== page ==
SA slams ‘destructive’ NGOs for challenging decision to terminate ZEP
South Africa’s Home Affairs Minister Aaron Motsoaledi slammed the Helen Suzman Foundation (HSF) for lodging legal action to challenge his department’s decision to terminate the Zimbabwean Exemption Permit (ZEP) and accused the organisation of representing the ‘destructive role of some non-governmental organisations (NGO)’ in the country.
In November last year, South Africa decided not to renew the ZEP beyond the end of December this year, a decision that is likely to affect more than 150,0000 Zimbabwean nationals who live, study and work legally in South Africa with the permit.
According to The Citizens newspaper, the Department of Home Affairs on Tuesday lashed out at the HSF, saying the foundation’s legal challenge was a “perfect example of the destructive role of some NGOs in the country.
The department’s spokesperson Siya Qoza said Motsoaledi had engaged with several members of civil society with a view to manage the consequences of the decision not to renew ZEP collectively.
However, Qoza said the HSF had been “conspicuous by its silence” by not raising their concerns directly with the minister or the department.
“There’s a disturbing and growing trend by some NGOs to sabotage the polycentric and policy laden decisions taken by the government by using the courts. This development must be nipped in the bud as soon as possible,” he said in a statement.
The department further claimed that their country was now under the “dictatorship of some of the NGOs with some having faceless and dubious funders”.
“Their ultimate aim is to assist in the dislodgement of the government of the day from power by all means available. The decision of the minister not to extend the exemptions granted to Zimbabwean nationals has been widely supported by South African citizens.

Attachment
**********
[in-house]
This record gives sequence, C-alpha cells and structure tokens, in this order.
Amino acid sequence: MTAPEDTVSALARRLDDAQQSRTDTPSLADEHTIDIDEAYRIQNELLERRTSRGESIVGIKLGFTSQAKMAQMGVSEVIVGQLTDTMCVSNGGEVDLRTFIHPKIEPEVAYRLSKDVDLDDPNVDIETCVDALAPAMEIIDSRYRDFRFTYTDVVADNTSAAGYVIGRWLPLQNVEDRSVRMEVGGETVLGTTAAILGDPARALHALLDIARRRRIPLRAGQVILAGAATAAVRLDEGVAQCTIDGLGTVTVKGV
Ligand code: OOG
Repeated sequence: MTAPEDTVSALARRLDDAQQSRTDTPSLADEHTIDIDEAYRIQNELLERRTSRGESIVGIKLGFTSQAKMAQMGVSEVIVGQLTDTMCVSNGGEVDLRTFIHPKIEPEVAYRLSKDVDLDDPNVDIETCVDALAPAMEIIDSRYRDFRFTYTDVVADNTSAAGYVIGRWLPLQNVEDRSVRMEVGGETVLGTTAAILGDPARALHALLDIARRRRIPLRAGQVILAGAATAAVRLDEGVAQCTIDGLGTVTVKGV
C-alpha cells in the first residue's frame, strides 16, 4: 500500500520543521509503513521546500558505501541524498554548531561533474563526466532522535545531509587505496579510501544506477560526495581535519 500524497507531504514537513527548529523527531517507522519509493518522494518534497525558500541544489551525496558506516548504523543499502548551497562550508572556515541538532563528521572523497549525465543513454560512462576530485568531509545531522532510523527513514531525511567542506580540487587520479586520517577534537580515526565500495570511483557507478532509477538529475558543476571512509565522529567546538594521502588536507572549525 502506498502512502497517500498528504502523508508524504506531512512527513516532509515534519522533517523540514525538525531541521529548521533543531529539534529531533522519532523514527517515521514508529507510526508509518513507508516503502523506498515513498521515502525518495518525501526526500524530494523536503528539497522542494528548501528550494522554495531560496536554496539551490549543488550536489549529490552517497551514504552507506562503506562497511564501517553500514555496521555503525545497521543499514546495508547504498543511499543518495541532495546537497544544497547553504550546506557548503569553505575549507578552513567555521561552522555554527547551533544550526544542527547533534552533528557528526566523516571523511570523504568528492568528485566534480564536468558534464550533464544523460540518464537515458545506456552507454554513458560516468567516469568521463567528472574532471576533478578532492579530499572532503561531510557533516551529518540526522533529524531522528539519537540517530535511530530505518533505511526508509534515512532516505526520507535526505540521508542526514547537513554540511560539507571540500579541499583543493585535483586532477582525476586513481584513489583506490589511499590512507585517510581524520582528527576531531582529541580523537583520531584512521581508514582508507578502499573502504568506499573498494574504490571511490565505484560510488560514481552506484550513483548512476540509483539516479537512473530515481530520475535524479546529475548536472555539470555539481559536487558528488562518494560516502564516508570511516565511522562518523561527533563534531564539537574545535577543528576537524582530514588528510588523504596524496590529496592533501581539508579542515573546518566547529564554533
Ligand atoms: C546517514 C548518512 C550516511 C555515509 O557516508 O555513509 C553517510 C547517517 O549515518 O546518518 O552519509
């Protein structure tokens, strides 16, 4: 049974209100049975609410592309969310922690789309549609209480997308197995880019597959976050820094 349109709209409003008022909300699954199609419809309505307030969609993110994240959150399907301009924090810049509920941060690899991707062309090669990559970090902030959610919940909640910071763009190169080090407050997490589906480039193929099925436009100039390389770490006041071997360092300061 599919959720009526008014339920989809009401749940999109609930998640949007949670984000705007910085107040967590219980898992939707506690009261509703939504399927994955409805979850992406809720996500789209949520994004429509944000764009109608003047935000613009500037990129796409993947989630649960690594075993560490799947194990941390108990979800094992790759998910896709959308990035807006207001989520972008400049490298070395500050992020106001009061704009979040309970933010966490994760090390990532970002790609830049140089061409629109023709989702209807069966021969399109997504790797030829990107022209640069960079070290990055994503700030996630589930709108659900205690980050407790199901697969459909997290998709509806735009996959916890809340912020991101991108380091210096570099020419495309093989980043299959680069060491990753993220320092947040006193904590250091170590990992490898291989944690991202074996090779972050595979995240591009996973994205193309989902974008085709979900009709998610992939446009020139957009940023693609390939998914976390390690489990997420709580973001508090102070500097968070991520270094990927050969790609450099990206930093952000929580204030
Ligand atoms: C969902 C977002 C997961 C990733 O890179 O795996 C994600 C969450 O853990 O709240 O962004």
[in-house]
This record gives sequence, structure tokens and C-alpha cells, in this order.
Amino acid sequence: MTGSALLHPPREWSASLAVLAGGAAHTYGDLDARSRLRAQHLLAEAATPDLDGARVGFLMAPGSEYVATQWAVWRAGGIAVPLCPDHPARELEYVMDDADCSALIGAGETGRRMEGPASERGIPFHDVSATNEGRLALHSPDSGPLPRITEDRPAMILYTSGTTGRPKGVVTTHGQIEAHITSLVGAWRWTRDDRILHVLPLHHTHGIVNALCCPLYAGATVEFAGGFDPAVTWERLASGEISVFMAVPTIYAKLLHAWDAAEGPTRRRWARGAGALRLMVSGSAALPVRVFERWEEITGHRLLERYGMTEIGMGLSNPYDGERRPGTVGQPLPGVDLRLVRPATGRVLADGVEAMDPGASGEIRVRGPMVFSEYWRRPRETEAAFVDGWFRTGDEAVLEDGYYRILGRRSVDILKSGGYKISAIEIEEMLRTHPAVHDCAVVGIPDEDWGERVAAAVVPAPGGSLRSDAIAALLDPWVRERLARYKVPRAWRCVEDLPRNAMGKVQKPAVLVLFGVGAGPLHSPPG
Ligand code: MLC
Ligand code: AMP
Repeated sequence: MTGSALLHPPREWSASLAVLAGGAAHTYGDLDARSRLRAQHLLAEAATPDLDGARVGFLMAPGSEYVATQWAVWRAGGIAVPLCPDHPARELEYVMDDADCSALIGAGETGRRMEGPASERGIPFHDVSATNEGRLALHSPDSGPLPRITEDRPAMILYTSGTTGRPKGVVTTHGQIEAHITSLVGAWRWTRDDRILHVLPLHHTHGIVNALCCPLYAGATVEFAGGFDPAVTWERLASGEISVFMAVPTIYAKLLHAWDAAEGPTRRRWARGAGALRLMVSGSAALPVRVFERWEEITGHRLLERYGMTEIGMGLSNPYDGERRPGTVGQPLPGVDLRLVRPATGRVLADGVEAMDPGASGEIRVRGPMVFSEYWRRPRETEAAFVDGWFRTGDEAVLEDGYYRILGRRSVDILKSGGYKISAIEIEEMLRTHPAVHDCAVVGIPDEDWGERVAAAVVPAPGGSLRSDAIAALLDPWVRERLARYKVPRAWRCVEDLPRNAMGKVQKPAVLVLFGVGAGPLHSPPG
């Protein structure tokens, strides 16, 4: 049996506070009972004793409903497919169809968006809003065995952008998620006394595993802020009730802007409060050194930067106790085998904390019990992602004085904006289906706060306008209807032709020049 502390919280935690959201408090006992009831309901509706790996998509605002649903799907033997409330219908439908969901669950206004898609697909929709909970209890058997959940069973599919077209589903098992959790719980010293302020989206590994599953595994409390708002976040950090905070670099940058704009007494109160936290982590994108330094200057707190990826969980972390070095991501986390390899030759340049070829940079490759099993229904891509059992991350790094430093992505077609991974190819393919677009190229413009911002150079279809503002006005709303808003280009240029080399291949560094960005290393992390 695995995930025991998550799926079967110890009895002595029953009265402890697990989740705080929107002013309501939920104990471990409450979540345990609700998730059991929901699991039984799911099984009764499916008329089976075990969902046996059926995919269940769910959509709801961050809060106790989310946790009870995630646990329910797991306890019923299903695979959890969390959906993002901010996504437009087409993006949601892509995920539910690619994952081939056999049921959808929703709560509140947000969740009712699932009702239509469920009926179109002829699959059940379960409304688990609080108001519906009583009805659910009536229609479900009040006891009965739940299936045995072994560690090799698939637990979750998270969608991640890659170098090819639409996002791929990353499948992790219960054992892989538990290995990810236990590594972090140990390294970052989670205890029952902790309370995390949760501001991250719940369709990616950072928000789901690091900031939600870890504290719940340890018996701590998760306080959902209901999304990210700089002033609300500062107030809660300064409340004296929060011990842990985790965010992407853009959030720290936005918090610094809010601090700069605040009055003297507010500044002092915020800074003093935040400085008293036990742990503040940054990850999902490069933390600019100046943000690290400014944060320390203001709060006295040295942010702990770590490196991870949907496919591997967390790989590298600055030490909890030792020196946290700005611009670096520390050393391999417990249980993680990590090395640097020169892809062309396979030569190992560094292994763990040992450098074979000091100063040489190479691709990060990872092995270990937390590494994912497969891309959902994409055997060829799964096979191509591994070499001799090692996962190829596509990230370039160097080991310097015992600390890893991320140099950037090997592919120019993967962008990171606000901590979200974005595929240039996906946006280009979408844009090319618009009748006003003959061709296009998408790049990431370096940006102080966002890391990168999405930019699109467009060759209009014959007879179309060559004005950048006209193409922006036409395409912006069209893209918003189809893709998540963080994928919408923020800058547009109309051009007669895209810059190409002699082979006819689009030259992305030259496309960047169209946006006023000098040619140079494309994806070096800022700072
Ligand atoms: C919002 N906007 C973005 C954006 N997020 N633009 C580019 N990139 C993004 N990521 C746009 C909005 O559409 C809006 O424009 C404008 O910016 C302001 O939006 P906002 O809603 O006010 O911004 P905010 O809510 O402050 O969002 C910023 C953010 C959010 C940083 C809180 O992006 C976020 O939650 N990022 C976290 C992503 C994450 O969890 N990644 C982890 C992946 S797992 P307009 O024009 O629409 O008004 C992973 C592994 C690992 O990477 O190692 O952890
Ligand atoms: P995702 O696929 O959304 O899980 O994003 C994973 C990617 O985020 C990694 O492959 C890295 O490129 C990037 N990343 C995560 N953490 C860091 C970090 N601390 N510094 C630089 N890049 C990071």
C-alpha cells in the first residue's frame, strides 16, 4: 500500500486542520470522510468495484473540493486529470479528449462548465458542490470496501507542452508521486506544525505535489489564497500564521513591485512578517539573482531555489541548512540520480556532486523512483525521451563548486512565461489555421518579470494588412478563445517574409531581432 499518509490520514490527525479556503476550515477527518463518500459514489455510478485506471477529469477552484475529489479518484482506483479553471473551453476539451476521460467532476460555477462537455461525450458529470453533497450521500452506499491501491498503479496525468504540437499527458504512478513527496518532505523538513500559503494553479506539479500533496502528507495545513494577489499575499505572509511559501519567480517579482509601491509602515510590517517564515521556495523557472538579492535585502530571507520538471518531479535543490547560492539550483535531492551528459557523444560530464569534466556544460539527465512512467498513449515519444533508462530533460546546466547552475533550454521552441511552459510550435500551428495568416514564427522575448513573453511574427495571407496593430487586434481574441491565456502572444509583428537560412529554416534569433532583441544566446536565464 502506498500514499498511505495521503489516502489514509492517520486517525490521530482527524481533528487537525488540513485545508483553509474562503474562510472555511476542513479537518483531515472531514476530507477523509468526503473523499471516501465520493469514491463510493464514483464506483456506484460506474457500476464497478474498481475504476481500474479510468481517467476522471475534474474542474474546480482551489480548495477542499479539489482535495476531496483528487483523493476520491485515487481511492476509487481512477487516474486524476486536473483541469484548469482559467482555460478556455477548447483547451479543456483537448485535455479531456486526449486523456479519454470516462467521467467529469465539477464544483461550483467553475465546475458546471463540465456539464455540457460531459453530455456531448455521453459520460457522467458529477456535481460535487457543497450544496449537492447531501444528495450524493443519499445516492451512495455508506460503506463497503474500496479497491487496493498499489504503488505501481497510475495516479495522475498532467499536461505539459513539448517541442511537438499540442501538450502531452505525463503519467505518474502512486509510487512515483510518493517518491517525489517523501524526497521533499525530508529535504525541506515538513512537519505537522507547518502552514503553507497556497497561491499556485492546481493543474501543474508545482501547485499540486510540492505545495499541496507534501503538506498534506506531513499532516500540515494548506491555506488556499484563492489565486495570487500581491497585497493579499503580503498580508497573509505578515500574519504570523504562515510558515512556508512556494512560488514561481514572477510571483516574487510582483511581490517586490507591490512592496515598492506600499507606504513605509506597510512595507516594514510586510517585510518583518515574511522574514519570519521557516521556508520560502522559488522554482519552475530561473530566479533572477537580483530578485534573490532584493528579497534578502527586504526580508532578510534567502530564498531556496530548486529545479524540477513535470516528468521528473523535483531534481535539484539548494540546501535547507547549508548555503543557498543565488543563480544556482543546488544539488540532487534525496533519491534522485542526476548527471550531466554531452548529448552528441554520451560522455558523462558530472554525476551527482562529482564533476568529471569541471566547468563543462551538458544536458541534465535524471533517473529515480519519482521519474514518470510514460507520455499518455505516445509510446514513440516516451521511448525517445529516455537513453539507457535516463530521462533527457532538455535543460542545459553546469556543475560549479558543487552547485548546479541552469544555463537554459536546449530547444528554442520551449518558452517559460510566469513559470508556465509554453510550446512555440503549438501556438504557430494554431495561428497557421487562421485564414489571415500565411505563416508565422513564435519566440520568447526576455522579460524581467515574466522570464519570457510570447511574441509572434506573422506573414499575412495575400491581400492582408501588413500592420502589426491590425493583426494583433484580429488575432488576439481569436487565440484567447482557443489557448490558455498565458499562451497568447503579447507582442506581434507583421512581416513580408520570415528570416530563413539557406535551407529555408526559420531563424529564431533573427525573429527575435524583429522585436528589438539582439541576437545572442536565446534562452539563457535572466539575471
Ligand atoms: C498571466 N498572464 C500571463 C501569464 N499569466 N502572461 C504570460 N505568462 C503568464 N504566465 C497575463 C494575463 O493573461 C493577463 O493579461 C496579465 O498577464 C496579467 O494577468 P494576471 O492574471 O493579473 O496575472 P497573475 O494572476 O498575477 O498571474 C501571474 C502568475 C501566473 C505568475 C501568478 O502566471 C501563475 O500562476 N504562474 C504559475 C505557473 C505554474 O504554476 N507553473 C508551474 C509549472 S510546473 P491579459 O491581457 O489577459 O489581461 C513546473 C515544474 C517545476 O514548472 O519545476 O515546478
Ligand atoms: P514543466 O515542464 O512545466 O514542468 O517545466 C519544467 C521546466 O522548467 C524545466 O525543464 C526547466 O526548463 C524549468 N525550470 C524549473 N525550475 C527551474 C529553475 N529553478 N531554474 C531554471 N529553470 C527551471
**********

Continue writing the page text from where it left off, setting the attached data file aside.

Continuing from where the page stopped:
“The HSF, in its desperate bid to blackmail the nation, is twisting the support for the minister’s decision by the majority of South African citizens as being ‘xenophobic’. Nothing could be further from the truth.”
Migration from Zimbabwe to South Africa is driven by a combination of several political and socio-economic factors such as poverty, low wages, the inaccessibility of passports and human rights violations under the Zanu-PF regime.
Recently, activist Anthony Muteti told the Ground Up that the economic situation had not improved in Zimbabwe. He blamed South Africa for not being honest with Zanu-PF.
“The situation has not improved in Zimbabwe. The South African government has not done enough to make the ruling party ZANU-PF accountable. They declared the election in Zimbabwe free and fair when people were intimidated and murdered.”
“A lot of Zimbabweans are going to come back undocumented … The intensification of security at the border is not going to work; it is a dream; it is a fantasy.
“I come from a province close to South Africa where people used to walk to South Africa for so many years. Our forefathers have established families; it will go on forever.”